Tuesday, September 13, 2011

Freshmen Trips and the War Years

A line of men walking along a bridge.
1946 Freshmen Trip
crossing the dam at Moosilauke
Roger Brown leading
By 1941, the popularity of the Freshmen Trip, which had attracted a mere 16 first-year students in 1935, had grown significantly, swelling the ranks to over 100 participants. Trip leader Harry Bond’s report on the 1941 trip included his concern that numbers over 125 could not be handled well. He felt that with too big a crowd, trips would be come “more like an army moving in maneuvers than a good friendly hike.”

The military allusion was prophetic; later that year, the United States entered World War II. The resulting decrease in civilian student population and the curtailment of travel, compelled the DOC to limit the 1942 trip to the first 50 applicants. The entire trip that year was based at Moosilauke (the hike up the mountain was described as not difficult: “girls frequently make the trip up and down the Mountain in a day”). Since Dartmouth accelerated its academic calendar during the war, the 1942 Freshmen Trip took place in July over the course of a weekend, returning the Class of 1946 to campus in time to register on Monday, July 6.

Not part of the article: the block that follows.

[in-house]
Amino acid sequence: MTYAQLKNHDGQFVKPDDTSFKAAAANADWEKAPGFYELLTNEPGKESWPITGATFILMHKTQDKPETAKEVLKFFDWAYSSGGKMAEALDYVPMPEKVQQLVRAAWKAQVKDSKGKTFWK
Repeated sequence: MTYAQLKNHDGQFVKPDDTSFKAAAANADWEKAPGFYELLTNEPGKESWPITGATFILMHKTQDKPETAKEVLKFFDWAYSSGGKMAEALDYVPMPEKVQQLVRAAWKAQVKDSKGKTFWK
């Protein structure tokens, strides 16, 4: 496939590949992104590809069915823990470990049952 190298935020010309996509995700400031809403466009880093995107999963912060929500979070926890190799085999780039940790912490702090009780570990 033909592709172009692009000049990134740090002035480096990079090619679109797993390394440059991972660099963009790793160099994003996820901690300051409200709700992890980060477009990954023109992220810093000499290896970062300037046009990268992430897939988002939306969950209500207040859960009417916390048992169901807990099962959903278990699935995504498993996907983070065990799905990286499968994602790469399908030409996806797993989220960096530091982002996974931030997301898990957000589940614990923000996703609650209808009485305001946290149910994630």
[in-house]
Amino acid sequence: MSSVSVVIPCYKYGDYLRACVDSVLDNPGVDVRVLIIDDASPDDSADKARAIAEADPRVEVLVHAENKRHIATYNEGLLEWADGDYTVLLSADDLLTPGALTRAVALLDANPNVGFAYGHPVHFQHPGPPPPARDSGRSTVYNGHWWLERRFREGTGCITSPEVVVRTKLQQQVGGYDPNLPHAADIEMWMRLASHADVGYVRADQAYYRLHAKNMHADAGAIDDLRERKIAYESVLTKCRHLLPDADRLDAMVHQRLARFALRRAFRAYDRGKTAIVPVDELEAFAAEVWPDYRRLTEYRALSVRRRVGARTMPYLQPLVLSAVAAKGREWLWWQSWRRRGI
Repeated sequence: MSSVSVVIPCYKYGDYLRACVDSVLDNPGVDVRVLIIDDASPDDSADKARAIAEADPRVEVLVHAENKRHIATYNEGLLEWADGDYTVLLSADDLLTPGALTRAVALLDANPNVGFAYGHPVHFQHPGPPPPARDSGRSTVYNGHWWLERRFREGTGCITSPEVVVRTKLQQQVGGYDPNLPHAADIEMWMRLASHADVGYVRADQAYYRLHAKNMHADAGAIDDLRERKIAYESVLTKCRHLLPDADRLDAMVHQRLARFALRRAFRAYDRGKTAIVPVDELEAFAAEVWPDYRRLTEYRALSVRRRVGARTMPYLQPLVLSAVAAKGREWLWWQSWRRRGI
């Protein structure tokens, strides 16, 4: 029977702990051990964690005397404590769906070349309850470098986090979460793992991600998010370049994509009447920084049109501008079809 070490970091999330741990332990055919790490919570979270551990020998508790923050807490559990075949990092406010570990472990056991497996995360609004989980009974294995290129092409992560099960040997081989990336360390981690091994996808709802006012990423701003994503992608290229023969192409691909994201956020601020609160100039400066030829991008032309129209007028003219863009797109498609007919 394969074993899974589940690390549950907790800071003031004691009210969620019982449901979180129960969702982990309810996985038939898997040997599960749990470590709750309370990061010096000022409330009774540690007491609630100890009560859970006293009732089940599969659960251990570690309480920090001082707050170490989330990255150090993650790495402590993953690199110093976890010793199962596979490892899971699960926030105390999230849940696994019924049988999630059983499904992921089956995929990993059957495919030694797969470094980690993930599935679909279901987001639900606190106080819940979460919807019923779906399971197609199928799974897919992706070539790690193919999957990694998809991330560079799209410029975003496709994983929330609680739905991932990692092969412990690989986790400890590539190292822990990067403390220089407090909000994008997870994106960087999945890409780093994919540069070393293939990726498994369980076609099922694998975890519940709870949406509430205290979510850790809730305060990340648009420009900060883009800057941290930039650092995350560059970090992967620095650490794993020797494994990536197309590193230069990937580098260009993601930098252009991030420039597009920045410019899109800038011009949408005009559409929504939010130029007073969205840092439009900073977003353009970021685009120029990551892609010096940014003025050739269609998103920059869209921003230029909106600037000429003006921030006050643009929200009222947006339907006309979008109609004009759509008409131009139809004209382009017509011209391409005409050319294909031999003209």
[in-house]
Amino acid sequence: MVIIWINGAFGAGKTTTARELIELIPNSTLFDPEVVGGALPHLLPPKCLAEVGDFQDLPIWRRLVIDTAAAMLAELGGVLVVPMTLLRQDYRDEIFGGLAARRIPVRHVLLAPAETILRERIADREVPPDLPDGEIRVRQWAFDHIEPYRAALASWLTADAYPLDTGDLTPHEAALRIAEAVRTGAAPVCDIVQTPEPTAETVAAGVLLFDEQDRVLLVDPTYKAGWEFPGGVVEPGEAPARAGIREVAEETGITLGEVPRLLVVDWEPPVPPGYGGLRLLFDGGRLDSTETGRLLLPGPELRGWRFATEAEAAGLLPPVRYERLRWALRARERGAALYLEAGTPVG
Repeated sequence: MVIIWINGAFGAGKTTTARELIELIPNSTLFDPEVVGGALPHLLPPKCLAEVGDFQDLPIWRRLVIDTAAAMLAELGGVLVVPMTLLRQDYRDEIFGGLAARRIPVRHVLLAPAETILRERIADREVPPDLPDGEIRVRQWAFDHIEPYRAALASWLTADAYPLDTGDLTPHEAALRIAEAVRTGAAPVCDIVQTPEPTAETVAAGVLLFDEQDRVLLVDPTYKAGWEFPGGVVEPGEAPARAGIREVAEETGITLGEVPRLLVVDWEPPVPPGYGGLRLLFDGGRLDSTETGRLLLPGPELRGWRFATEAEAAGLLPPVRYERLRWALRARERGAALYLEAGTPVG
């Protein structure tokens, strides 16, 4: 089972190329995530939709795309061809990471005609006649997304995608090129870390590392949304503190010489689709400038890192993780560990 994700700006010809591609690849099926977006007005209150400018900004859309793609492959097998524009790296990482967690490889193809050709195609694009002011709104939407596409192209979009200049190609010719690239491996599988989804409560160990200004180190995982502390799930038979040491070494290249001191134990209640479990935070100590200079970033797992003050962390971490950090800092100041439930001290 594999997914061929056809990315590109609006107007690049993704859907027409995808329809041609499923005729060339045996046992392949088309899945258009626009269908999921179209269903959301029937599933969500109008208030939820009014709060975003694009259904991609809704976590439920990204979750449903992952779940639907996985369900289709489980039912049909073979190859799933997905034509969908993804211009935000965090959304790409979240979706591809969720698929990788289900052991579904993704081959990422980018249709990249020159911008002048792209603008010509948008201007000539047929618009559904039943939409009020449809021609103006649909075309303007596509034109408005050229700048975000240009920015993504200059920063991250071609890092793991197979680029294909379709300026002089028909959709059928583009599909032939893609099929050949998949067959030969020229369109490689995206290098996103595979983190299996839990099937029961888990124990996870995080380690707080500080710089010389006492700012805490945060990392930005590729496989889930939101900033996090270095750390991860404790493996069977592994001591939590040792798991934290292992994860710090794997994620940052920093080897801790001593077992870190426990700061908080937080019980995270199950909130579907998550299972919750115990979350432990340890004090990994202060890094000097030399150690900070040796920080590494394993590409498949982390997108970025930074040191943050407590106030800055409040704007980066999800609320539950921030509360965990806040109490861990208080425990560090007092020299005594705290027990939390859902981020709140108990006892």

Allowed to use only one truck in 1944, the DOC was forced to limit the trip even more, to 30 students. However, it did not take long after the end of the war for Freshmen Trips to experience their due success. Within a decade, the number of students participating reached 200, divided into two sections of several trips each, all fed, transported, led up and down mountains, informed and entertained with the precision Harry Bond had feared… but which has done nothing to detract from the success and enthusiasm for this happy introduction to Dartmouth for over 70 years.

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